I learned that Gerardo Reichel-Dolmatoff had been a Nazi when I was in a Santa Marta supermarket. I had just stepped into the Exito...

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Lauren Berlant
Lauren Berlant flies

Most of the writing we do is actually a performance of stuckness. It is a record of where we got stuck on a question...

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Robyn Ferrell on Balthus

The pitfalls of identification, hero-worship, envy and malice can beset the most patient writer in the throes of five hundred-plus pages of attention to...

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Michael Munro on Spinoza

Immanence is not philosophy, nor philosophy immanence. But there is in the passage from one to the other a modification of sense that is...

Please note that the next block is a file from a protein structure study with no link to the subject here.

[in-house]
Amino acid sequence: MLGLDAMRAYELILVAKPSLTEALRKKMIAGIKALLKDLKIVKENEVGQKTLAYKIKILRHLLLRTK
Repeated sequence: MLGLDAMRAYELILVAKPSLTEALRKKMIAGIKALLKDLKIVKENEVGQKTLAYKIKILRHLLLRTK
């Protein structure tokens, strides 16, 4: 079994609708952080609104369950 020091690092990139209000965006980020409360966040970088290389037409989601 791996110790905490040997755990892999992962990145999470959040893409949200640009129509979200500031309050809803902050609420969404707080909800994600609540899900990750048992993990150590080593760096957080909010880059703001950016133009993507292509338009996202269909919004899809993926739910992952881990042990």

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David Beer
David Beer: Broadcastwerk

Writing at sometime around 1930 or 1931, Walter Benjamin suggested that the voice on the radio is a like a visitor in the home,...

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Rose Barnsley: Young, Gifted and Žižekian

At nineteen, it is easy to think that all you're missing is the right movement. But there is something about the young left wing...

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Vincent W.J. van Gerven Oei: Rama’s And

While local journalists were once again busy regurgitating worn-down, coma inducing positions about yet another spectral appearance of Enver Hoxha at the celebration of...

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Playing the Percentages: Berfrois Interviews Danny Dorling

The portrait of the 1% in your book is one of sociopathic, power-hungry narcissists with a striking lack of empathy. This may seem antagonistic,...